Fast scanning calorimetry clarifies the understanding of the complex melting and crystallization behavior of polyesteramide multi‐block copolymers
Fast scanning calorimetry has been applied in order to understand the phase transitions in thermoplastic elastomers (TPEs) based on well‐defined multi‐block copolymers made of ‘soft’ polytetrahydrofuran and ‘hard’ terephthalate ester diamides. The intrinsically complex chemical structure of TPEs leads to complex phase transitions. By changing their thermal history over a wide range of temperature (from −100 °C to 200 °C) and cooling rates (from 10 to 4000 °C s−1), we clarify the origins of the various phases present in these materials. In particular, we study the different possibilities for the hard segments to associate depending on their mobility during the quenching phase, forming either strong and stable structures or weaker and metastable ones. Besides, we demonstrate that a minimal cooling rate of 800 °C s−1 is necessary to keep these TPEs (made of short and monodisperse hard segments) amorphous leading to a subsequent cold crystallization when heating back, at around 30 °C. Finally, we validate our interpretations by varying the copolymer composition (from 10 wt% to 20 wt% hard segments), revealing the thermal invariance of poorly organized domains. Based on these data, we also discuss the importance of chain diffusion in the crystallization process. Applying fast scanning calorimetry allows us to link fundamental understanding to industrial application. © 2018 Society of Chemical Industry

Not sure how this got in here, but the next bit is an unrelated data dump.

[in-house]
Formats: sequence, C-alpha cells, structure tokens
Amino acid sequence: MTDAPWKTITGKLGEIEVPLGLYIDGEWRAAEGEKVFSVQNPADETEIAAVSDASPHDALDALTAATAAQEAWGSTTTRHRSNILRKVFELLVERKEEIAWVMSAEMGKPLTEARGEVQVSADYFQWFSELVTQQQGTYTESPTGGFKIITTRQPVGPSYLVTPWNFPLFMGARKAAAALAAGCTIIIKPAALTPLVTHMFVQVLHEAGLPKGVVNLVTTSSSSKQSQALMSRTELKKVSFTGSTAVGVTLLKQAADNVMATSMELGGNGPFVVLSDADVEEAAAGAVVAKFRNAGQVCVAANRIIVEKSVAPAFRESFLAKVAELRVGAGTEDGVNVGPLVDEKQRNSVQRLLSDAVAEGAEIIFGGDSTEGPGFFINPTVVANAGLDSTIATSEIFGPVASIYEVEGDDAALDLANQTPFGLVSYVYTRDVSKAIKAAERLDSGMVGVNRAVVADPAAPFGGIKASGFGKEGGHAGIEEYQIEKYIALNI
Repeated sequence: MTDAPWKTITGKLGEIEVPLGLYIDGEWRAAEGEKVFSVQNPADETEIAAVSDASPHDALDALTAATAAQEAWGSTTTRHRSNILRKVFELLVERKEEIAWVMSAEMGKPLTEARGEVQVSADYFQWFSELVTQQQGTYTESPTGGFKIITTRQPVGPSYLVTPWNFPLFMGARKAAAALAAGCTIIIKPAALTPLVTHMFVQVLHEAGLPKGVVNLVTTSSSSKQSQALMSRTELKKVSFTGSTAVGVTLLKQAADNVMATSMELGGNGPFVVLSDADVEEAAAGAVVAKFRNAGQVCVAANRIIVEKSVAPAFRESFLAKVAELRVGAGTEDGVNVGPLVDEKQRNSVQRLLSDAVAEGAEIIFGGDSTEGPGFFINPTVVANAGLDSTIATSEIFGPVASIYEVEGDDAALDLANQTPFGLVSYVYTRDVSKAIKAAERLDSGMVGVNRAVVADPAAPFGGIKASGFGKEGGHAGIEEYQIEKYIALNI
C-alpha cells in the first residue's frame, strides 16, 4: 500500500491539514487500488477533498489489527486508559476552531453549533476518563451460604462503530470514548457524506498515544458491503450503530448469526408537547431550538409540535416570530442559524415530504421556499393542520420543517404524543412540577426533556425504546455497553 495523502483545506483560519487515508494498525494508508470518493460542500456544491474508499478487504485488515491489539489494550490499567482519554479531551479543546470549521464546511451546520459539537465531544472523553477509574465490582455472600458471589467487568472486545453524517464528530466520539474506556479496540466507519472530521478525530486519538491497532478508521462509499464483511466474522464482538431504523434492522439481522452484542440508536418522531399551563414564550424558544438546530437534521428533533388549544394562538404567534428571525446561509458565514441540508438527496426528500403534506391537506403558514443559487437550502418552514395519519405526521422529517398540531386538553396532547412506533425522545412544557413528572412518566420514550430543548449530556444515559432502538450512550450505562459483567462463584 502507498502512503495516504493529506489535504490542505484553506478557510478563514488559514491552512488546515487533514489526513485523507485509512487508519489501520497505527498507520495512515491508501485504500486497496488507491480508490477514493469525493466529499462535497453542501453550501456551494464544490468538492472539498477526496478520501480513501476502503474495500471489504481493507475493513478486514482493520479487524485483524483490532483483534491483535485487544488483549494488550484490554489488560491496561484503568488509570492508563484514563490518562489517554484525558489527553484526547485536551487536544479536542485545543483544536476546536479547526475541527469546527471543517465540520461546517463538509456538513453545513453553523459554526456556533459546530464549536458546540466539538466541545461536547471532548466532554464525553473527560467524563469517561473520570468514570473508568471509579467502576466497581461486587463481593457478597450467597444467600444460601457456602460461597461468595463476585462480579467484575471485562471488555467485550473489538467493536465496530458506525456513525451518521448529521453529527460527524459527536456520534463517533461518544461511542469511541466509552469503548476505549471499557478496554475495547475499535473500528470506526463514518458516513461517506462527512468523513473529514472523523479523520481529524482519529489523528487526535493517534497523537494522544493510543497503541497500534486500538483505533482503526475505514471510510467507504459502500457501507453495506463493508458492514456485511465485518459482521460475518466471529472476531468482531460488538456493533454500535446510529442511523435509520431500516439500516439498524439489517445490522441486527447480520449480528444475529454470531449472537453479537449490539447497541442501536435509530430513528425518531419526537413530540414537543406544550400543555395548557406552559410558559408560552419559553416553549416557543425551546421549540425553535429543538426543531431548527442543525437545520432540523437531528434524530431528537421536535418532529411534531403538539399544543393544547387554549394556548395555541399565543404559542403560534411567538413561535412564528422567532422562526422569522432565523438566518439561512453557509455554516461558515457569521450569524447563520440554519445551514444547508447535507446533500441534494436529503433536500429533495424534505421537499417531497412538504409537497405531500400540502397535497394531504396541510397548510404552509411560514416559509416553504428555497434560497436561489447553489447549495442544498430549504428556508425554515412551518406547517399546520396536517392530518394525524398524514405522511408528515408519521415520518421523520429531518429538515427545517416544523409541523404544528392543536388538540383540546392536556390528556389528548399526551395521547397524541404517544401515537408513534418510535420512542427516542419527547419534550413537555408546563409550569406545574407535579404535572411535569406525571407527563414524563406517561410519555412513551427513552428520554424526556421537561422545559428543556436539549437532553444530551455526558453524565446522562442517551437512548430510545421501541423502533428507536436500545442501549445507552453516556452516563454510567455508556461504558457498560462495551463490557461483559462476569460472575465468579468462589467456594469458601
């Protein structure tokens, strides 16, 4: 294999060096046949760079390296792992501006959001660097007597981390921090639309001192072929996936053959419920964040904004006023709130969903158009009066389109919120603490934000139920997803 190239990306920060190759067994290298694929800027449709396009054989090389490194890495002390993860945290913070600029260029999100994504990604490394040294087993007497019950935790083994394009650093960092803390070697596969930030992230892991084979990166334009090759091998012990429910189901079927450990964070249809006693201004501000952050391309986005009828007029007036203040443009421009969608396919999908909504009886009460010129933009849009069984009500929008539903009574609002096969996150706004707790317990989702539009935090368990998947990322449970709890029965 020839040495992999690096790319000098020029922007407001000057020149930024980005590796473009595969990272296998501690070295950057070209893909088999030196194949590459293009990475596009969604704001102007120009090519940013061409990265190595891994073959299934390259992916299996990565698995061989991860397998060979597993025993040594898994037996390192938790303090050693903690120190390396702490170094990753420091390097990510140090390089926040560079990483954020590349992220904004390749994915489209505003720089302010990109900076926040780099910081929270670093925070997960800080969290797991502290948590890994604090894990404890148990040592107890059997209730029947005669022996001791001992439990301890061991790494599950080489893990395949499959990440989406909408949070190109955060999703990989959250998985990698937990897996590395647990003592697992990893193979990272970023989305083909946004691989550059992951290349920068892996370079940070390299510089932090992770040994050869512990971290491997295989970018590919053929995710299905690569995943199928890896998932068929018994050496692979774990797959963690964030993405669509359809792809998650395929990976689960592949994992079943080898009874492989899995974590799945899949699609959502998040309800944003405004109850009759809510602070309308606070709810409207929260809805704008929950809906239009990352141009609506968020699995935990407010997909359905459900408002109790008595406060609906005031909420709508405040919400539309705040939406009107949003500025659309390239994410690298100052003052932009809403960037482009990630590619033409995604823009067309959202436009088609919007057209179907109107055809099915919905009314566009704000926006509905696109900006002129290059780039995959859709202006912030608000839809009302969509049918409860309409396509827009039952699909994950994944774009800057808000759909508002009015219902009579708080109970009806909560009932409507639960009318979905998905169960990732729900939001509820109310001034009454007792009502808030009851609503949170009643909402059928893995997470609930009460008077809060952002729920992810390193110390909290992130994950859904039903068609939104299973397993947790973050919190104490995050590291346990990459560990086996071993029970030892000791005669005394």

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Document Type: Research Article
Publication date: February 1, 2019
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